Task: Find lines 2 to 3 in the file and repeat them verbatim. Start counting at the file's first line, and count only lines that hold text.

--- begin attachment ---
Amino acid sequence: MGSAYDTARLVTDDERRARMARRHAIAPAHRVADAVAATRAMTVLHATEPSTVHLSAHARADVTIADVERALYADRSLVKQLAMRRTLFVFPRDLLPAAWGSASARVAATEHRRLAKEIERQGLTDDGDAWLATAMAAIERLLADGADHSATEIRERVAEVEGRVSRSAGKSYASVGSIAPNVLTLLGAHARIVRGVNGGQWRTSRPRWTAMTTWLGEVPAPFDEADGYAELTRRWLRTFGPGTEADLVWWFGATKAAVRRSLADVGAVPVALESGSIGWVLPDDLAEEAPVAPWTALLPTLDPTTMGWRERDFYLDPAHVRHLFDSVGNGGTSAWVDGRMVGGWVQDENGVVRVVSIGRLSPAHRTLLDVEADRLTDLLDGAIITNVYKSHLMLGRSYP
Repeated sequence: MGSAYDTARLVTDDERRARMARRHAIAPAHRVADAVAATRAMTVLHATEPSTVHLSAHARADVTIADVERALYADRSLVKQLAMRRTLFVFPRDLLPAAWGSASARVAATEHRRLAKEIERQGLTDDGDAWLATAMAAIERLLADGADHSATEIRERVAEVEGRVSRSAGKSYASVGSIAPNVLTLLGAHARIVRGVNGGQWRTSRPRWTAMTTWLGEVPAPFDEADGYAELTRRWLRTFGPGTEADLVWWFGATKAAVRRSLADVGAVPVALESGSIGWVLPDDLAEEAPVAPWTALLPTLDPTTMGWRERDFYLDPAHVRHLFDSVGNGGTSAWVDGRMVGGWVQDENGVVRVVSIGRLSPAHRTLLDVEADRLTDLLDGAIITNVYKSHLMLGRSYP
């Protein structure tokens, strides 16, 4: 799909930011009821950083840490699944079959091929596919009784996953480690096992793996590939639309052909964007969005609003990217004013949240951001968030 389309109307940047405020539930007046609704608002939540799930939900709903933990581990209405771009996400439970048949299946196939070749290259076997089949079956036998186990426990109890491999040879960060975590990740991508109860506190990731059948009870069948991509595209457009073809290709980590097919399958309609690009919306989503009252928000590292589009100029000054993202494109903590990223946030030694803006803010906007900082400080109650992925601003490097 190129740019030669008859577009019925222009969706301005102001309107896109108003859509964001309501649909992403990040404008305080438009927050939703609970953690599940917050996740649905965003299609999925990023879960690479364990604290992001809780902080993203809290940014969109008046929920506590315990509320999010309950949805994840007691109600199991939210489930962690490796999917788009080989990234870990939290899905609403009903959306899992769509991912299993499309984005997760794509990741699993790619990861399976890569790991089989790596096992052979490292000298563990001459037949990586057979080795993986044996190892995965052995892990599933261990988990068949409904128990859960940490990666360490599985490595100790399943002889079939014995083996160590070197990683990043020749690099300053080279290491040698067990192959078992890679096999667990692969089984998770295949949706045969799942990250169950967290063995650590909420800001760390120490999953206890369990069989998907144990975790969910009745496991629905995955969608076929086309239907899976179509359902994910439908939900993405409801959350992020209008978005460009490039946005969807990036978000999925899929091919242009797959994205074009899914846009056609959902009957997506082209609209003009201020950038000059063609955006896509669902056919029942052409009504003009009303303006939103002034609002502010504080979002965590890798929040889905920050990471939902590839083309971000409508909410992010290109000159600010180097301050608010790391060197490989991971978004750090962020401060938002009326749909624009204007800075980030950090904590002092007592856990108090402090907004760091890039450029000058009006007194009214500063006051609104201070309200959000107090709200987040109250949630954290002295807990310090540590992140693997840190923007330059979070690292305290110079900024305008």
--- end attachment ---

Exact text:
Repeated sequence: MGSAYDTARLVTDDERRARMARRHAIAPAHRVADAVAATRAMTVLHATEPSTVHLSAHARADVTIADVERALYADRSLVKQLAMRRTLFVFPRDLLPAAWGSASARVAATEHRRLAKEIERQGLTDDGDAWLATAMAAIERLLADGADHSATEIRERVAEVEGRVSRSAGKSYASVGSIAPNVLTLLGAHARIVRGVNGGQWRTSRPRWTAMTTWLGEVPAPFDEADGYAELTRRWLRTFGPGTEADLVWWFGATKAAVRRSLADVGAVPVALESGSIGWVLPDDLAEEAPVAPWTALLPTLDPTTMGWRERDFYLDPAHVRHLFDSVGNGGTSAWVDGRMVGGWVQDENGVVRVVSIGRLSPAHRTLLDVEADRLTDLLDGAIITNVYKSHLMLGRSYP
């Protein structure tokens, strides 16, 4: 799909930011009821950083840490699944079959091929596919009784996953480690096992793996590939639309052909964007969005609003990217004013949240951001968030 389309109307940047405020539930007046609704608002939540799930939900709903933990581990209405771009996400439970048949299946196939070749290259076997089949079956036998186990426990109890491999040879960060975590990740991508109860506190990731059948009870069948991509595209457009073809290709980590097919399958309609690009919306989503009252928000590292589009100029000054993202494109903590990223946030030694803006803010906007900082400080109650992925601003490097 190129740019030669008859577009019925222009969706301005102001309107896109108003859509964001309501649909992403990040404008305080438009927050939703609970953690599940917050996740649905965003299609999925990023879960690479364990604290992001809780902080993203809290940014969109008046929920506590315990509320999010309950949805994840007691109600199991939210489930962690490796999917788009080989990234870990939290899905609403009903959306899992769509991912299993499309984005997760794509990741699993790619990861399976890569790991089989790596096992052979490292000298563990001459037949990586057979080795993986044996190892995965052995892990599933261990988990068949409904128990859960940490990666360490599985490595100790399943002889079939014995083996160590070197990683990043020749690099300053080279290491040698067990192959078992890679096999667990692969089984998770295949949706045969799942990250169950967290063995650590909420800001760390120490999953206890369990069989998907144990975790969910009745496991629905995955969608076929086309239907899976179509359902994910439908939900993405409801959350992020209008978005460009490039946005969807990036978000999925899929091919242009797959994205074009899914846009056609959902009957997506082209609209003009201020950038000059063609955006896509669902056919029942052409009504003009009303303006939103002034609002502010504080979002965590890798929040889905920050990471939902590839083309971000409508909410992010290109000159600010180097301050608010790391060197490989991971978004750090962020401060938002009326749909624009204007800075980030950090904590002092007592856990108090402090907004760091890039450029000058009006007194009214500063006051609104201070309200959000107090709200987040109250949630954290002295807990310090540590992140693997840190923007330059979070690292305290110079900024305008």